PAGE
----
Sunday, March 27, 2005

Random thoughts on XOBIS

Kevin Clarke, one of the authors of XOBIS, kindly left a comment on my recent blog post on the topic. It shamed me into returning to the XOBIS general overview document I peeked at briefly when originally writing about it. I've now given the entire document a quick read. I can't claim to have an in-depth understanding of it at this point; it certainly took me several readings of the FRBR report and a decent amount of time thinking about modeling different things in FRBR before I felt I could really say anything intelligent about it. Nevertheless, I have a few initial impressions on XOBIS.

The most obvious difference I see between XOBIS and FRBR is that XOBIS attempts to be a model that can describe all of knowledge, while FRBR limits itself to modelling bibliographic relationships. In a practical sense, for recording bibliographic data (and this certainly isn't the only possible use of XOBIS!) this means that XOBIS explicitly handles entities that represent in a bibliographic environment creators or subjects of bibliographic items (and, in FRBR, other Group 1 entities), currently residing in a relatively unstructured way in name and subject authority files. FRBR, on the other hand considers only briefly its Group 2 ("person" and "corporate body") and Group 3 ("concept," "object," "event," and "place") entities, focusing instead on Group 1 entities.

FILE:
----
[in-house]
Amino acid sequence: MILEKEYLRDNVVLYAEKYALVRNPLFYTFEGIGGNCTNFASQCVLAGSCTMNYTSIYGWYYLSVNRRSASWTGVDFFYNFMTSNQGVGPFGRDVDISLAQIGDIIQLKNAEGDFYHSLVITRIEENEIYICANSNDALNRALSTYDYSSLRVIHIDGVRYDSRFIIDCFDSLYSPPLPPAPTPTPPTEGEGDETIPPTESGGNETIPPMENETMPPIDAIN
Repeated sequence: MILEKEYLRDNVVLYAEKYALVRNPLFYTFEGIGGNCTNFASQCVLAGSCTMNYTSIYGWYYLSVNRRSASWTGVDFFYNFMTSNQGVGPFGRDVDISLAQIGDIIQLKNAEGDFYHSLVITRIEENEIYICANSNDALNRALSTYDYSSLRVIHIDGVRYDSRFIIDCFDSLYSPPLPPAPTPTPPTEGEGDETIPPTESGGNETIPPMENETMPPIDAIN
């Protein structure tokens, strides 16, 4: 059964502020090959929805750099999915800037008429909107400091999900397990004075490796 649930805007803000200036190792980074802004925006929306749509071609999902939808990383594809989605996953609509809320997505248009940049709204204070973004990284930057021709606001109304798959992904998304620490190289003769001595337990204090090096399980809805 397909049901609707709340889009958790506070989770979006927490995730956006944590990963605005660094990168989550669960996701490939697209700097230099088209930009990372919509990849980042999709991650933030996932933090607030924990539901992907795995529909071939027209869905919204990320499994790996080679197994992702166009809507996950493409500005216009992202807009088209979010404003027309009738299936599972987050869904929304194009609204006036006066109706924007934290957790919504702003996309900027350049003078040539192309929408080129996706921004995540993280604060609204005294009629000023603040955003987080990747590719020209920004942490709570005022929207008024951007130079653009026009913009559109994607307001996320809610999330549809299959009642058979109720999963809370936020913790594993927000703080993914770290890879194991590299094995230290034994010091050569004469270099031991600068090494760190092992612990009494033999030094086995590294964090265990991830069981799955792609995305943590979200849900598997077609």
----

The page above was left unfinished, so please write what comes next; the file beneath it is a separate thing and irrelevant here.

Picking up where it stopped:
Relationships between entities is a key feature of XOBIS; they are also a bit confusing to me on my first read. My initial impression is that the relationships as specified focus more on subject-type relationships rather than relationships among bibliographic items. My reading is that the XOBIS definition of work is much closer to what we currently consider a bibliographic item than FRBR's work. The discussion and examples in the overview document talk about versions of works and how they are related, but I saw much less about the "accidental" sort of relationship a FRBR-ish work (as its expressed in a specific manifestation) would have to another expressed work on the same manifestation, for example, two symphonies appearing on the same CD. It would be an interesting excercise to map out how the XOBIS model would handle this sort of situation, where the symphony itself is the entity of primary interest to a majority of end-users rather than the specific performance or the title of the CD on which it appears.

XOBIS comes out of the Medlane project of the Lane Medical Library at Stanford. I wonder what effect medical materials have had on the development of the XOBIS model. I know my focus on musical materials in various projects, most notably Variations2, certainly strongly affects my thinking about FRBR and related efforts. I'm sure that's obvious from my earlier question wondering how XOBIS would handle a situation that the Variations2 model is designed around.

There are also some very interesting items in the report's bibliography, including a project mailing list (renamed since the version listed here, and looks low-traffic). Time for citation chasing!